Roast Young Hen Turkey with Pomegranate Sauce
Published by Chronicle
Quando a novembre el vin no xe più mosto, la paèta xe pronta per el rosto! (When in November the wine is no longer must, the young turkey is ready for the roasting!) This old adage from Vicenza signaled the beginning of the season for cooking turkey with pomegranate juice, one of the most sumptuous dishes of the Vicenza kitchen. The “sacrifice” of the young bird traditionally takes place on November 11, the day that marks the end of the harvest and the maturation of the pomegranate. The female turkey is more tender and tastier than the tom. An independent butcher can usually special-order hen turkeys weighing between 5 and 7 pounds. If a larger bird is used, adjust the ingredients proportionately and lengthen the cooking time.
Pomegranates are in season in late autumn through early winter. For the best flavor, select fruits that are large and vibrantly colored. The outer skin is naturally somewhat tight and leathery, but it should be taut, thin, and resilient to the touch, not tough, wrinkled, and dried out. Look for pomegranate juice in health-food stores and Middle Eastern markets. To intensify the flavor of the juice, simmer it to evaporate the liquid by about one third.
"In order to give good flavor to young fowl, take a pomegranate and make wine with it by hand, and put in that wine good sweet spices, and if it seems too strong, put more, otherwise [add] rose water…"
--From a 14th century recipe
Total Timeunder 4 hours
OccasionCasual Dinner Party, Formal Dinner Party
Recipe Coursemain course
Dietary Considerationegg-free, gluten-free, peanut free, soy free, tree nut free
Taste and Texturefruity, herby, juicy, meaty, salty, savory, sweet, tart
- 1 young hen turkey (5 to 7 pounds)
- 3 tablespoons unsalted butter, melted, and
- mixed with 2 tablespoons extra virgin olive oil
- Sea salt
- Freshly ground black pepper
- Large handful of fresh sage leaves with stems intact
- 1 large onion, cut into 8 wedges
- 3 cups bottled pomegranate juice
- 1 pomegranate (see Notes)
- 2 tablespoons vin santo or port (optional)
Bring the turkey to room temperature before preparing it for cooking. Preheat the oven to 325 degrees F.
Rinse the turkey thoroughly and dry it well inside and out with paper towels. Massage both cavities of the bird with some of the butter-olive oil mixture, then sprinkle with salt and pepper. Stuff sage leaves and onion wedges into both cavities. Sew the cavities closed with kitchen string, then use string to truss the wings and legs close to the body. Rub the bird well all over with the butter-oil mixture and place it on a rack in a roasting pan. The size of the pan should correspond to the size of the bird and should not be more than 2 inches deep. The rack prevents the bird from frying in its own fat.
Slide the pan into the oven. Roast until an instant-read thermometer inserted deep into the thigh alongside the thigh bone registers 160 to 170 degrees F. The internal temperature depends on your preference for well-done (170 degrees F) or very juicy with a hint of pale pink (160 degrees F). As a rule of thumb, a 6- to 7- pound turkey will roast in 2 to 2¼ hours.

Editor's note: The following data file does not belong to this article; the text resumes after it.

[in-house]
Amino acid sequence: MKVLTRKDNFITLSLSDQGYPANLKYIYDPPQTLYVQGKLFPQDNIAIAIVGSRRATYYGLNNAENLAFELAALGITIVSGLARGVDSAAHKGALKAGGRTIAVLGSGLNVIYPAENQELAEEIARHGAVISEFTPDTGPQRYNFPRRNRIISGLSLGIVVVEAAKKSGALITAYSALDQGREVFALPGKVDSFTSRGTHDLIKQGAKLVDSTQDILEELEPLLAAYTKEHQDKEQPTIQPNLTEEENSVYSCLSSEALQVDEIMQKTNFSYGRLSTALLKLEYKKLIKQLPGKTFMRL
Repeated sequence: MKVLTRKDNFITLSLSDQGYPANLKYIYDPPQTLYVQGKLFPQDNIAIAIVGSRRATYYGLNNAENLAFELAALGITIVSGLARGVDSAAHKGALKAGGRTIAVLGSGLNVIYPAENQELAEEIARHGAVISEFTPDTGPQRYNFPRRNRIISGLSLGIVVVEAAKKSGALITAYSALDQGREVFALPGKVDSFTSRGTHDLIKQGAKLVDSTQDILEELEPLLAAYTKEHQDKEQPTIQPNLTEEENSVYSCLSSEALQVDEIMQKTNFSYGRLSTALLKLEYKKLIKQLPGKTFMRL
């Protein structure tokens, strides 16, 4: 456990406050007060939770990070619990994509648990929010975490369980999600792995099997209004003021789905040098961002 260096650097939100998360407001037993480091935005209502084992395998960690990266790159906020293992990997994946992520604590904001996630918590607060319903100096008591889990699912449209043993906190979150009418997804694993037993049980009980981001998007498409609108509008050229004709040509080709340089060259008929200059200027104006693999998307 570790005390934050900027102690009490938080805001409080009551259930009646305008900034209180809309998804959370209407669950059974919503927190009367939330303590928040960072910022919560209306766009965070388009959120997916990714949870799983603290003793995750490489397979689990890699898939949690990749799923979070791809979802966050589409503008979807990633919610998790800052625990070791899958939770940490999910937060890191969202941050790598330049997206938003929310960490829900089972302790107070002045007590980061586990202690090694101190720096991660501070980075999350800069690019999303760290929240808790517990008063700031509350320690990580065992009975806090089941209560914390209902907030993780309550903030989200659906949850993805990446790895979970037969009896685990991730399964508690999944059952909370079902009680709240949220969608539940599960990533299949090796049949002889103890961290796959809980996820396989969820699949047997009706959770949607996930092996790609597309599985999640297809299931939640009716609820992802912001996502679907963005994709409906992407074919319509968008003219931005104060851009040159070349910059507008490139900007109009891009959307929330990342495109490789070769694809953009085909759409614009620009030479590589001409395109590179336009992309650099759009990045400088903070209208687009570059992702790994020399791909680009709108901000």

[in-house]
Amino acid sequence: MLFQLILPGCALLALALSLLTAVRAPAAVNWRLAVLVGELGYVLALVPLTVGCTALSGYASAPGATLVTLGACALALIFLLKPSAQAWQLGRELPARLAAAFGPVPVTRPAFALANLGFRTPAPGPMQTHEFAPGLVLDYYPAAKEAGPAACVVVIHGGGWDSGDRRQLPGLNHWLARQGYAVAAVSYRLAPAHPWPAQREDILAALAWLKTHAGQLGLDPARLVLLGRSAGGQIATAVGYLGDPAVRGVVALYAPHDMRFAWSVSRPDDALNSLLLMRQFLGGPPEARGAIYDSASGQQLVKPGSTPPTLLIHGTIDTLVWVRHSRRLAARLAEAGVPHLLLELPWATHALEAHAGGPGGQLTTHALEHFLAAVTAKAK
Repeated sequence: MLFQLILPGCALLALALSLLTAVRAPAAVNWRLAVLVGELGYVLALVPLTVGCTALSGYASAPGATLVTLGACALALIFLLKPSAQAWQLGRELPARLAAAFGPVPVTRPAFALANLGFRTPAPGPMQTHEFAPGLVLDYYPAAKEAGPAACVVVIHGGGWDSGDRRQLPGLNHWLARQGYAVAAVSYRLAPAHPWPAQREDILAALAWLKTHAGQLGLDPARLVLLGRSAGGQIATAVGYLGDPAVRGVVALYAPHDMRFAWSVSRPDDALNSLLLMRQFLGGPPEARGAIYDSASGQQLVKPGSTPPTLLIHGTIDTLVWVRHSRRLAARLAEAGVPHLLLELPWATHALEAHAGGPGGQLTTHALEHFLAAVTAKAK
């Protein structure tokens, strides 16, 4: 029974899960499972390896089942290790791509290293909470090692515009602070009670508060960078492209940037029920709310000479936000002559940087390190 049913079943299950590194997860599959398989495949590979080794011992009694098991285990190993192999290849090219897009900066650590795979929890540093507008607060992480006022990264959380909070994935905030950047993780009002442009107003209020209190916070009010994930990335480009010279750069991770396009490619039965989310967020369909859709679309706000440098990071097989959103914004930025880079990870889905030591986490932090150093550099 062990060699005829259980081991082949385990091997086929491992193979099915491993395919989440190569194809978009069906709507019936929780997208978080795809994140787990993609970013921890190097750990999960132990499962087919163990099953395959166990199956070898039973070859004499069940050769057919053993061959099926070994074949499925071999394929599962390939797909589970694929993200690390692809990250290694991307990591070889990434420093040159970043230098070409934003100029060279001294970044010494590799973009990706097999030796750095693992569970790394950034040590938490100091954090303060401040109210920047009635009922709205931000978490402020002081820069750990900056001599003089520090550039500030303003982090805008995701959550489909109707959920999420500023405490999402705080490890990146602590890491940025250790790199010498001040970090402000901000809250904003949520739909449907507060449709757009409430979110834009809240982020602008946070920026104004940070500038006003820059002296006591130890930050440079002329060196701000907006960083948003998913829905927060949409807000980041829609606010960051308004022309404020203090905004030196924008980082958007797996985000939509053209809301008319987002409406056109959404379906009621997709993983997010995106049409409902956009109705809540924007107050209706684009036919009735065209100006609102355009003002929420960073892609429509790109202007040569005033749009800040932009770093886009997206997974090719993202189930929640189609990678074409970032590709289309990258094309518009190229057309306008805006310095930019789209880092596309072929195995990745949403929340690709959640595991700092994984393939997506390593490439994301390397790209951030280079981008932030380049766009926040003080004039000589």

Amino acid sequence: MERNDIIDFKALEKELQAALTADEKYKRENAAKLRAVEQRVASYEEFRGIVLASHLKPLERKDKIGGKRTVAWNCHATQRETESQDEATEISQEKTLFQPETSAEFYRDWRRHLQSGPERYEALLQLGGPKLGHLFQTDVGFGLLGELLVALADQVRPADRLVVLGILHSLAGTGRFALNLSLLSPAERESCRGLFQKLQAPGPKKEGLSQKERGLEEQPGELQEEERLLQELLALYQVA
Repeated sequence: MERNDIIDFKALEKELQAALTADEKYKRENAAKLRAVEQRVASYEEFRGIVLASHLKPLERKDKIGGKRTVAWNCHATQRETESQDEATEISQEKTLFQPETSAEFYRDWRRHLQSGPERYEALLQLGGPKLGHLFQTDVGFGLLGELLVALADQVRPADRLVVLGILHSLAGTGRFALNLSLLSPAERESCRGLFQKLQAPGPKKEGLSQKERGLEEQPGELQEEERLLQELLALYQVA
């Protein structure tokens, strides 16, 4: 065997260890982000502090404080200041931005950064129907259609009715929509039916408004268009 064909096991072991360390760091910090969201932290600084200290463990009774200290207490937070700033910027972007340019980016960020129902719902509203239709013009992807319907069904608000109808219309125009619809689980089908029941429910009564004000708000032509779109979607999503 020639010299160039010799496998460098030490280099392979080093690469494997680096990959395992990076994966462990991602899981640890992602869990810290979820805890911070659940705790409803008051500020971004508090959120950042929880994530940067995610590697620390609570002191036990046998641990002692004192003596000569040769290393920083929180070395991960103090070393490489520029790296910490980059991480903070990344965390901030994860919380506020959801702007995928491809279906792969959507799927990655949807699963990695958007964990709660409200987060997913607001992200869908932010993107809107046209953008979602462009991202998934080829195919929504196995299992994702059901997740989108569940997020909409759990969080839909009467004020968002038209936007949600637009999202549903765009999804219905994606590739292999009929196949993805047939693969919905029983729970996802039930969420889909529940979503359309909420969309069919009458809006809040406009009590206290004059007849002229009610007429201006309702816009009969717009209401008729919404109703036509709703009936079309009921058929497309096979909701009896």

During the first half of the cooking, baste the turkey with the remaining butter-oil mixture and, in time, with its own juices, always remembering to remove the bird from the oven to do so and to shut the oven door immediately after placing the bird on the stove top to baste. Frequent basting--every 10 to 15 minutes--is critical to the flavor and moisture of the bird. Retain moisture by turning the turkey onto alternate sides each time it is basted.
Also during the first half of the roasting, pour the pomegranate juice into a saucepan and simmer over low heat to reduce its volume by one third. When the turkey has cooked halfway, baste it with its own juices and some of the concentrated pomegranate juice.
While the bird roasts, peel the pomegranate fruit. This is a tedious task, but the burst of tart, cool juice from the glistening seeds sprinkled over the tender turkey meat makes it well worth the trouble. Using a sharp paring knife, make a cut in the blossom end of the fruit and peel away the tough outer skin. Once inside, peel away as much of the white membrane, along with the outer skin, as possible, taking care not to pierce the seeds. When much of this has been peeled away, the pomegranate can be gently pried open with the fingers dividing it roughly in half along its natural sections. Now pry apart each of the halves to produce 4 sections in all. Pull away the remaining white membranes and push the seeds into a bowl with your fingers, taking care not to pierce the seeds and to remove any surrounding white membrane left on them. Cover the bowl and set aside.
When the bird is done, remove it from the oven immediately and transfer it to a carving board. Sprinkle the bird all over with salt, cover it loosely with aluminum foil, and allow it to rest for 20 to 30 minutes. Meanwhile, skim off the fat from the pan drippings and combine them with the remaining concentrated pomegranate juice (the proportion of drippings to pomegranate juice can vary from equal amounts to 2 parts drippings mixed with 1 part pomegranate juice). Simmer to heat the sauce through and adjust the flavor to taste with a little salt. If a slightly sweeter, richer flavor is desired, add the vin santo to taste and simmer for a few minutes longer.
Carve the turkey. Serve the sauce laced over the carved portions of the bird on each plate, and scatter the pomegranate seeds on top.
2003 Julia della Croce